UN Secretary-General Ban Ki-moon urged rich and poor nations to agree on new steps to fight global warming, telling a 189-nation conference that Europe and the US must take the lead in avoiding a climate "catastrophe."
Ban warned against "backsliding" on clean-air targets just as EU leaders in Brussels considered a watered-down plan for making industry buy permits to emit carbon dioxide, the gas most blamed for global warming.
Europe's apparent wavering stoked discord at the UN climate conference, part of efforts to reach a global deal next December to reduce emissions of gases emitted when fossil fuels are burned.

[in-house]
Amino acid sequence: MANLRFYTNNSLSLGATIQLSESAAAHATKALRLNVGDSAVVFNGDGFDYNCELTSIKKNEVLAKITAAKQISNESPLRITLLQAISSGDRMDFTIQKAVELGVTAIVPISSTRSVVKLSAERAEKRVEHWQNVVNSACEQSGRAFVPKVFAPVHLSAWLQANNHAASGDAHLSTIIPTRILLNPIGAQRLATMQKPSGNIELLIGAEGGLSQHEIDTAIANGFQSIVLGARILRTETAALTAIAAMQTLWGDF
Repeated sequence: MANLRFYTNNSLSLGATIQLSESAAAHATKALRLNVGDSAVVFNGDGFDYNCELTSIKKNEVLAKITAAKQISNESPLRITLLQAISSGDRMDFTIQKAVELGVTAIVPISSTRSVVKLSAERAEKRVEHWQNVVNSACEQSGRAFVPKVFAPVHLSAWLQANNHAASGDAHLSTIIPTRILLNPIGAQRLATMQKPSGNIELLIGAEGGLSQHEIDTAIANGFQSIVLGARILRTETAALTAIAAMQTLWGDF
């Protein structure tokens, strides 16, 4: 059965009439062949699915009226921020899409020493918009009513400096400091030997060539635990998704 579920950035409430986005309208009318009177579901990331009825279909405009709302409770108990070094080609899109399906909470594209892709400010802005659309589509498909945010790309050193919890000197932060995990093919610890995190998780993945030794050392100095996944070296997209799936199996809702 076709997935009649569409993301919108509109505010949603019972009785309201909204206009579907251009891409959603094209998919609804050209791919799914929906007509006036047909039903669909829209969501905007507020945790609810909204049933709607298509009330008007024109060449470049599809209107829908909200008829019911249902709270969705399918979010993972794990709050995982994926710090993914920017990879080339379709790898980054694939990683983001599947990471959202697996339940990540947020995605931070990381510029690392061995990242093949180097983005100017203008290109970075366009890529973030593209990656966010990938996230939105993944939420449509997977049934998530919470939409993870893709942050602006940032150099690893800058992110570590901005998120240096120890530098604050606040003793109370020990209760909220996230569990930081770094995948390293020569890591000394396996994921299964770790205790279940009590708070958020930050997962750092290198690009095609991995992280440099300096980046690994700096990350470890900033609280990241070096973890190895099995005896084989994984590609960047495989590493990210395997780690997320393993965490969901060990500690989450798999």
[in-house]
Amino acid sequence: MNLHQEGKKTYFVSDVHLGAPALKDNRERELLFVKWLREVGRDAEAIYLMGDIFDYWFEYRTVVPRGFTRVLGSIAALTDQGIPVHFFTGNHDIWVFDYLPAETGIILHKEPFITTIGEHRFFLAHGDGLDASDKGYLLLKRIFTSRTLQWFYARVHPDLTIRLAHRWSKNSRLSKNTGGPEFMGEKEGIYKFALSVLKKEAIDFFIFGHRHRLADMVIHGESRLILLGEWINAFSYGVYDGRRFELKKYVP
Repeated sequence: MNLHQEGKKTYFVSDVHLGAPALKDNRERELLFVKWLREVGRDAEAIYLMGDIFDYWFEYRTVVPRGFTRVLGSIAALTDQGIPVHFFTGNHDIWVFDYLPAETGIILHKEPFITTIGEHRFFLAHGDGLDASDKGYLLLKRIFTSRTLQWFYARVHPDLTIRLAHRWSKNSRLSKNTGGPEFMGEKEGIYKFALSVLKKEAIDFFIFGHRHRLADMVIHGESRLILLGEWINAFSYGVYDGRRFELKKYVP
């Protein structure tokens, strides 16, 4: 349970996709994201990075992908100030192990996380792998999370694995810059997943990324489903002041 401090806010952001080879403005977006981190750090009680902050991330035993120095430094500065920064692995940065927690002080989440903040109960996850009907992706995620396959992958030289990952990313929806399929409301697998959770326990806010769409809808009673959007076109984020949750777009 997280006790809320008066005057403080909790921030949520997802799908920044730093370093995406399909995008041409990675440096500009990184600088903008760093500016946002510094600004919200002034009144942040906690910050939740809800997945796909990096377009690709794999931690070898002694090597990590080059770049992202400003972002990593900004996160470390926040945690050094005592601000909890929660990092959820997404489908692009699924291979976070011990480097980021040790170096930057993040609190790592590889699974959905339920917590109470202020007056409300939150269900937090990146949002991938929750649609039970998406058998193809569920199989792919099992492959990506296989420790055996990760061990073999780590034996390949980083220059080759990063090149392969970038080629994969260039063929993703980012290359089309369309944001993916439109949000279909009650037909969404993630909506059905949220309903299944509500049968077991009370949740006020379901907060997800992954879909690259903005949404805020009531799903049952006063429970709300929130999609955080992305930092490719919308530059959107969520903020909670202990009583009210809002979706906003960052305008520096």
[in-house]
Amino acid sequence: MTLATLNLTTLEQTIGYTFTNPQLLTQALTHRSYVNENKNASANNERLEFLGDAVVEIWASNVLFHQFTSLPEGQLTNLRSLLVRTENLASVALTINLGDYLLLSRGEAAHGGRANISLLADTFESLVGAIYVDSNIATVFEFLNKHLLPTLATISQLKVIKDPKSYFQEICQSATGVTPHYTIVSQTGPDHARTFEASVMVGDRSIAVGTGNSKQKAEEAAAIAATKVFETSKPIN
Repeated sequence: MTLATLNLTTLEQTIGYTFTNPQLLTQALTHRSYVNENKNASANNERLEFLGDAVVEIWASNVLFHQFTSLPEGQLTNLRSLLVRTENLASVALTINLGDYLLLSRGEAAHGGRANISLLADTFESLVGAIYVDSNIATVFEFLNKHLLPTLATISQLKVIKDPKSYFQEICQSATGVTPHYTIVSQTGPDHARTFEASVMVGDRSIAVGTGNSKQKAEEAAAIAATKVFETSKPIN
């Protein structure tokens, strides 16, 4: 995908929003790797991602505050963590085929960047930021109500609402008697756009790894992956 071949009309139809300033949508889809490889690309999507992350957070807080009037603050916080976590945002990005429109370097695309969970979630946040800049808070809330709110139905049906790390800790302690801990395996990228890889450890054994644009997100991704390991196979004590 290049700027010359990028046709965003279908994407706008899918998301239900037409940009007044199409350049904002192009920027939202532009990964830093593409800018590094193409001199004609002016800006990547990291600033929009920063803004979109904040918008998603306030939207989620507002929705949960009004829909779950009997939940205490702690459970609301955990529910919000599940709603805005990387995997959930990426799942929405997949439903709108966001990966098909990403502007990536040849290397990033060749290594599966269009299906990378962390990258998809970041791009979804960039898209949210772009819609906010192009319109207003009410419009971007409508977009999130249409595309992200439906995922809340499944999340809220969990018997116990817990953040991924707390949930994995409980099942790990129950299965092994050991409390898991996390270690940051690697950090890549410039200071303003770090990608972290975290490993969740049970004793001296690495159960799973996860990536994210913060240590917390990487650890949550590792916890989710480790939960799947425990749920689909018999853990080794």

Guyana's president, Bharrat Jagdeo, said he feared the world's economic downturn would divert money and attention from fighting climate change as countries seek to protect jobs and industries.
"If Europe sends a signal that it can make deep commitments only in prosperous times, what are the developing countries going to say, including China?" Jagdeo told delegates gathered in Poznan, Poland, for the last two days of this year's main UN climate meeting.
Emissions have been rising most rapidly in emerging economies such as China and India. In bargaining for a global deal, developing nations are under pressure to curb emissions in return for pledges of new cuts by industrialized countries.
Ban urged governments to treat the global financial crisis as an opportunity to speed investment in clean technology. He evoked the New Deal, a massive public works programme launched by US president Franklin D Roosevelt during the Great Depression.
"We need a Green New Deal," he told government leaders as they began two days of high-level talks. "This is a deal that works for all nations, rich as well as poor." [_]